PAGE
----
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|Volume 10 |Issue 09| March 04, 2011 ||
AASHA MEHREEN AMIN
When I was about six years old the surest way for my brother to get me all worked up was to insist that I was a boy. It would induce a screech of protest: Naa ami meye! (No way, I'm a girl!) followed by me charging at him like a raging bull towards the matador and trying desperately to scratch his face. It is unfathomable why older brothers find such great pleasure in teasing their little sisters to insanity but that's another story. In retrospect I realise that it was very early in life that I had decided that I was very comfortable with being female and had no desire whatsoever, to be a boy.
As I grew older, I also had to admit that being male in this culture entailed unbelievable benefits. Boys could go out alone, whenever they wanted, wherever they wanted. They had access to cars and rickshaws, they hung out with their friends for hours on end, using bad language, playing cards, running after girls, doing all sorts of things they were not supposed to and getting away with it. They didn't need chaperones just to go to a neighbour's house. They were not called downstairs from the terrace just because it was dusk. They were not made to feel like criminals for liking a member of the opposite sex. They didn't have to go through the pains of becoming a woman.
One would think that such an unfair deal would bring about extreme bitterness and envy, enough to result in mass-scale sex changes from female to male. But thankfully, that did not happen. While we do resent the discrimination, the objectification, the unfair share of physical strength, the lack of respect and often understanding, the truth is we are happily resigned to being female, warts and all.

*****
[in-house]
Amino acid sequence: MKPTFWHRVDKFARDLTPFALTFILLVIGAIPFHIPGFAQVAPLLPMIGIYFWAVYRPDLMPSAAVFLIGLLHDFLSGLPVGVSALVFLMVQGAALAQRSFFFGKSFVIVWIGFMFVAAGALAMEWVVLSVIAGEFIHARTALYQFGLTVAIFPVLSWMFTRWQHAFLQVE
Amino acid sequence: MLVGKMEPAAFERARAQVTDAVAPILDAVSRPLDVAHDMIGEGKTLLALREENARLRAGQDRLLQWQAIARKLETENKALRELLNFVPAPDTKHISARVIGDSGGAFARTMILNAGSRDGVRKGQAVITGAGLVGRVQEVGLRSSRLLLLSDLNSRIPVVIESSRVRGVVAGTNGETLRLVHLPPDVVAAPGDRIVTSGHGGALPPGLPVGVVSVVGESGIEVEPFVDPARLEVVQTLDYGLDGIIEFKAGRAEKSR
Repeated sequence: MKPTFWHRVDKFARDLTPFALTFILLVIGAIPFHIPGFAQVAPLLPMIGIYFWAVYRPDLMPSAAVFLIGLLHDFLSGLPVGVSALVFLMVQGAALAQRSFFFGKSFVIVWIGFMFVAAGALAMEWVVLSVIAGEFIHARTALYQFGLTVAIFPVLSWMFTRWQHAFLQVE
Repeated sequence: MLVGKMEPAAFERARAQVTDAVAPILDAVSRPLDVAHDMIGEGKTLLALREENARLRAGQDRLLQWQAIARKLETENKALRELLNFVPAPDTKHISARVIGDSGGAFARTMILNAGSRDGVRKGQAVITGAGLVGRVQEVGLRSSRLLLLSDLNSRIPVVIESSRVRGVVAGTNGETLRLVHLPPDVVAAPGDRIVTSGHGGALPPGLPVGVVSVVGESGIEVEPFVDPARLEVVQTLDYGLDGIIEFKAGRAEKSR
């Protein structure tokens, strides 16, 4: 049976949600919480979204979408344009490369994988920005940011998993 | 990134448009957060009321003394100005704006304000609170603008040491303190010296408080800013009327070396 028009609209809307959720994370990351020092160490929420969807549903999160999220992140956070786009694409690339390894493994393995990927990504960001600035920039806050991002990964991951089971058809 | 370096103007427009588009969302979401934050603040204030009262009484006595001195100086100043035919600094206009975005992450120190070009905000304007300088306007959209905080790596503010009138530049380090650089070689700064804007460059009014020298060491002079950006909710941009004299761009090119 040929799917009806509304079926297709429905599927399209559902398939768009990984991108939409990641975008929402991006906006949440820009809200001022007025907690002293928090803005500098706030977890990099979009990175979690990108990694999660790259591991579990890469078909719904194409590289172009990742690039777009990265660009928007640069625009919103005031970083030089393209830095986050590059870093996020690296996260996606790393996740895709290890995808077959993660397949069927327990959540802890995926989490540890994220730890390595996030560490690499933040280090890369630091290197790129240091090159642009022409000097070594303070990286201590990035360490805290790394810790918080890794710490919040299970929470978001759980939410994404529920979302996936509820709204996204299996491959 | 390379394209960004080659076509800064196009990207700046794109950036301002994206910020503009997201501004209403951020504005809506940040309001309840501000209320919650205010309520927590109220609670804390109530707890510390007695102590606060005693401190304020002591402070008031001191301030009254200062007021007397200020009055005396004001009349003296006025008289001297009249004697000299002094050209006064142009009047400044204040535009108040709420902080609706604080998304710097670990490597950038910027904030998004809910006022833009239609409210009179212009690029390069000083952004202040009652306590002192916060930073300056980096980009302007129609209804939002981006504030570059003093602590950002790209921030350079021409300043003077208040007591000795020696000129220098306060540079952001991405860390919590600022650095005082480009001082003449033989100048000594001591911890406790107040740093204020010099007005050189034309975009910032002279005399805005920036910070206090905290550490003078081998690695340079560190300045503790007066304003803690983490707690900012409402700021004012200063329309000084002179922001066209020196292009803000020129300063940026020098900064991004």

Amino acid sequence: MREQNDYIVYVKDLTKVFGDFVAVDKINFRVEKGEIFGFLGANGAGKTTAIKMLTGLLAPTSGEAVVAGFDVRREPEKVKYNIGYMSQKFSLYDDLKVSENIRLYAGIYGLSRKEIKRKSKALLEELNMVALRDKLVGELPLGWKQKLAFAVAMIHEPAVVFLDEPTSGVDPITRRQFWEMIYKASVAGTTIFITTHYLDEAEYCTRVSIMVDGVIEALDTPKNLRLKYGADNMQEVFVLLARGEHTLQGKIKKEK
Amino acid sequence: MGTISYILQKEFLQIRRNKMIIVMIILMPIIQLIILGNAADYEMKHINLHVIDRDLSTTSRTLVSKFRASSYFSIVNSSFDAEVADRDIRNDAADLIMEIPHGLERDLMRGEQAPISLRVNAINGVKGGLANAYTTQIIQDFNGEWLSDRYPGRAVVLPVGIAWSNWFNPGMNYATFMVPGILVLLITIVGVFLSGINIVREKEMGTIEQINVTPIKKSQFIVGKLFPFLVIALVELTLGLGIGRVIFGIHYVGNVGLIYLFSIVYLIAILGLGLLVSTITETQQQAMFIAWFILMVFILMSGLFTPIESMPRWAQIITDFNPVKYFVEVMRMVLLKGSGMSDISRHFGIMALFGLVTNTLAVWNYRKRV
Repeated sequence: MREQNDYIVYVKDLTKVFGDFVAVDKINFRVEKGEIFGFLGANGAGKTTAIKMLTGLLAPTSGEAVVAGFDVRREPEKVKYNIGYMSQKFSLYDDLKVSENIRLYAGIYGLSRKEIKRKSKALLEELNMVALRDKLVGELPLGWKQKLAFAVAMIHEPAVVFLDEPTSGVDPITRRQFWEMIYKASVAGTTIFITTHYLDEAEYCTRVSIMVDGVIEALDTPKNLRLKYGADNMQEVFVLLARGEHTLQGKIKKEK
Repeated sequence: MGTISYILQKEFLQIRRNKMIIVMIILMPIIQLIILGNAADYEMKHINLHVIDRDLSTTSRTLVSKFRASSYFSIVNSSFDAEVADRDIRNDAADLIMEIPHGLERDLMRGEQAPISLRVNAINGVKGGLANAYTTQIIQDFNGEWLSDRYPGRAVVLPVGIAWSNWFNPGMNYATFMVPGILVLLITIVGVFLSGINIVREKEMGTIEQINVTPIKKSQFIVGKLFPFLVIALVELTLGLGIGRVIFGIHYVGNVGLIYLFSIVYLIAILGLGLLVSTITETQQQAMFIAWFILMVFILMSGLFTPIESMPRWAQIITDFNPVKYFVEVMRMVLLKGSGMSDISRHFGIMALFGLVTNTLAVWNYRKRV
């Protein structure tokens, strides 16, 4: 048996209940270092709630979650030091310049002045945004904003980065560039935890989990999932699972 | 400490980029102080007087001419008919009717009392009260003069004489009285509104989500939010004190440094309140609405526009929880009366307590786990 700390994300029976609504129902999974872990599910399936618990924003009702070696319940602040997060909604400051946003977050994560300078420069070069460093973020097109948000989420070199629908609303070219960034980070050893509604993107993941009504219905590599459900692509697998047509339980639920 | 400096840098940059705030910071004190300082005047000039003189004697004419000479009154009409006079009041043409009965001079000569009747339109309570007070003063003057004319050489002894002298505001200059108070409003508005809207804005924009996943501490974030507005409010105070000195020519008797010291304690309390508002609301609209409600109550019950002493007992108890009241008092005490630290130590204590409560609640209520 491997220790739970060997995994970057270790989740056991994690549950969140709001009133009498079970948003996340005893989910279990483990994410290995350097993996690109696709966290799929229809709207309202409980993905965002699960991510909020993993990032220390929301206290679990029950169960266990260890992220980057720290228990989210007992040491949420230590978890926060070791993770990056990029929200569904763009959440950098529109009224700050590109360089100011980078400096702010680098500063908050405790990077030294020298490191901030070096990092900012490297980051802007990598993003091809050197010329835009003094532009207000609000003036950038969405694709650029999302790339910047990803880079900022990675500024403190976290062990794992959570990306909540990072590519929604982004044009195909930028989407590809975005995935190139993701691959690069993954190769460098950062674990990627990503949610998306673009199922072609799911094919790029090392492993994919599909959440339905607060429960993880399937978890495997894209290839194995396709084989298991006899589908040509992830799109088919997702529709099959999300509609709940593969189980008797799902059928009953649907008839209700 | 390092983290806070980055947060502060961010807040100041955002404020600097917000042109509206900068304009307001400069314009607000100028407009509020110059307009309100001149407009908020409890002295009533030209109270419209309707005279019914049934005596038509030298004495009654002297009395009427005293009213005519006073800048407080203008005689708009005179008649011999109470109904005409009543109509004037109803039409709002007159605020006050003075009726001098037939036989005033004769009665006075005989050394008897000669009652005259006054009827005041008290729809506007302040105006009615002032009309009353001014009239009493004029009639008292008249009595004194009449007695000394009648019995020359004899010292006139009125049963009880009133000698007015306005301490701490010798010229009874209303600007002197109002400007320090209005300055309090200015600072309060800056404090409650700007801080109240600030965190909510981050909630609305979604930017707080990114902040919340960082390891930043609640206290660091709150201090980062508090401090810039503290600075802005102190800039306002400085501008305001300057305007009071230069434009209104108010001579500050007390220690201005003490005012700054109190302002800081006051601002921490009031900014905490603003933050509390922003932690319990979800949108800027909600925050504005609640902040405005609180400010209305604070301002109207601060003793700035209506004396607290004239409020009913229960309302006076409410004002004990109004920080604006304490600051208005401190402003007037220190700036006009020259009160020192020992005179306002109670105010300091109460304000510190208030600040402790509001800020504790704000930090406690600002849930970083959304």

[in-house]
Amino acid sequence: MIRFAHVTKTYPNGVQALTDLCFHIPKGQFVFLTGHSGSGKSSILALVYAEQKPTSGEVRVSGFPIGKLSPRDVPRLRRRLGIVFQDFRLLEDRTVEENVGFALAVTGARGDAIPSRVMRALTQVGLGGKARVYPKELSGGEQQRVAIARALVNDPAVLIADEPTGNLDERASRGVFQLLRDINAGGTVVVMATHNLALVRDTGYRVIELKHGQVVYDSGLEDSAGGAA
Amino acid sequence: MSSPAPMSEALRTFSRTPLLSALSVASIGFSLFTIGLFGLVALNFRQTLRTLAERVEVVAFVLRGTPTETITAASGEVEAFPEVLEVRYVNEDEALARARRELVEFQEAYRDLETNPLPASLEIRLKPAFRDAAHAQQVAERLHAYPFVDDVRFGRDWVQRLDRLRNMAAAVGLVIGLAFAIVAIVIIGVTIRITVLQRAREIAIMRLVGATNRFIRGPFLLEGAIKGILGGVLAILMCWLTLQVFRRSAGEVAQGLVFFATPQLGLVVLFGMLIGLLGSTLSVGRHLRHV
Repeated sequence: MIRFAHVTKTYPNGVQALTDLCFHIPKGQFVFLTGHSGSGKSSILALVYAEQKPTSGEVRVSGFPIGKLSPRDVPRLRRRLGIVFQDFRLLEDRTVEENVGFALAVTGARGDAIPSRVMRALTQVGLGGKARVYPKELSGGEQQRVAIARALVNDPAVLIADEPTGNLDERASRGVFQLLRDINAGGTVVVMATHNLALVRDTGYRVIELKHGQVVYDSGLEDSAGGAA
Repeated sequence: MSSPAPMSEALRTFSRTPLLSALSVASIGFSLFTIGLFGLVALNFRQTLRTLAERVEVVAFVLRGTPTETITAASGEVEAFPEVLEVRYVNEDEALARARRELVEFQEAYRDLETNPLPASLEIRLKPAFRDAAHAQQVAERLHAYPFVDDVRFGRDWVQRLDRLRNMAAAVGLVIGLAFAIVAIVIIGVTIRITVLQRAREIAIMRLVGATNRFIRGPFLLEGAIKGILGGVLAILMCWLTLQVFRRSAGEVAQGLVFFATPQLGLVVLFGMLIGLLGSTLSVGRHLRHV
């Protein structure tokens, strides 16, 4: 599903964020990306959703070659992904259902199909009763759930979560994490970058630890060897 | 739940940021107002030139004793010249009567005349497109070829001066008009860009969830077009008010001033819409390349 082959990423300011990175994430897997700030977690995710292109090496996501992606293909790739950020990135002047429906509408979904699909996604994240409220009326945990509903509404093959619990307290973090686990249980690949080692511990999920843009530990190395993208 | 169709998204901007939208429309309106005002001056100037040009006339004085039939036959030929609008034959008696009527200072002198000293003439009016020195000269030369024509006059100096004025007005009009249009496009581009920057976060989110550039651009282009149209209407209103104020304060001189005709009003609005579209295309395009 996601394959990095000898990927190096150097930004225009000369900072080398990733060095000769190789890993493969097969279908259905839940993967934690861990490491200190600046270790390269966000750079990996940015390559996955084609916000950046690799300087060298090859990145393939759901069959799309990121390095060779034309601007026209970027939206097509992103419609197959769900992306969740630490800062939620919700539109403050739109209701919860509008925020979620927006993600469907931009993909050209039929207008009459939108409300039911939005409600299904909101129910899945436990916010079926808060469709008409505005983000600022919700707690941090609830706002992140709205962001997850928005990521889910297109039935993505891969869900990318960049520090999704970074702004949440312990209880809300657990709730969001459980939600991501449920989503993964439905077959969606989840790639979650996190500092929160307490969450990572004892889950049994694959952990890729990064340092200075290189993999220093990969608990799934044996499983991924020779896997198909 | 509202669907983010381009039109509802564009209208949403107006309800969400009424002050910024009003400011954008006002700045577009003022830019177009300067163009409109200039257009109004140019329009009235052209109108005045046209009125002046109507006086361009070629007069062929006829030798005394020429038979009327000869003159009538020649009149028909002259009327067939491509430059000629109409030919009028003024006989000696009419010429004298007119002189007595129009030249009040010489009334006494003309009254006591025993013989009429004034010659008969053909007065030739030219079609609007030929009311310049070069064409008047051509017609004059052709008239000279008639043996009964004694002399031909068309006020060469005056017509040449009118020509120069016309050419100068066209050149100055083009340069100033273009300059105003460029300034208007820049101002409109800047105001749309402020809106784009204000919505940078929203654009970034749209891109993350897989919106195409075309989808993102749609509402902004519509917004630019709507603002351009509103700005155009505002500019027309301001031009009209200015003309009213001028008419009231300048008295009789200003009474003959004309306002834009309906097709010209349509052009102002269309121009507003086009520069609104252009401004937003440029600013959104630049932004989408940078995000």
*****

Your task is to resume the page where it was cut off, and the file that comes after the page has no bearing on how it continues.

The reasons are quite complicated and of course differ from woman to woman. Generally speaking, most women feel secretly superior for being able to bear children, something no man, not even the most sensitive kind, can accomplish. Others get immense satisfaction knowing that their male counterparts will never have the pleasure and luxury of being able to wear things like muslin jamdani saris or designer gowns, transform their faces with zillion kinds of cosmetics or immerse themselves in the excruciating pleasures of choosing the right shoe and bag. Yet others draw strength from the fact that most men have a very low emotional quotient compared to women, hence they find it so difficult to express their feelings while they, their female counterparts can gush about theirs to all and sundry.
It's a big burden being a woman in a man's world. Being always in the marginalised category, we are resilient, adjusting, compromising; we know how to survive. We know that to be accepted we must be witty but not loud, caring but not prying, smart but not showy about it. We may earn but never gloat about it. Most of all we must always look good or at least be well-groomed, no matter what, even if the whole world is tearing its hair out, figuratively speaking. American feminist writer Gloria Steinem has summed it up: Some of us are becoming the men we wanted to marry.
So today when an agent for credit services addresses me as 'Sir' even after hearing my voice, I don't scream 'Hey, I'm a woman' or want to scratch the caller's face off. I know what I am. Besides, the agent was a woman; I thought she deserved a break.
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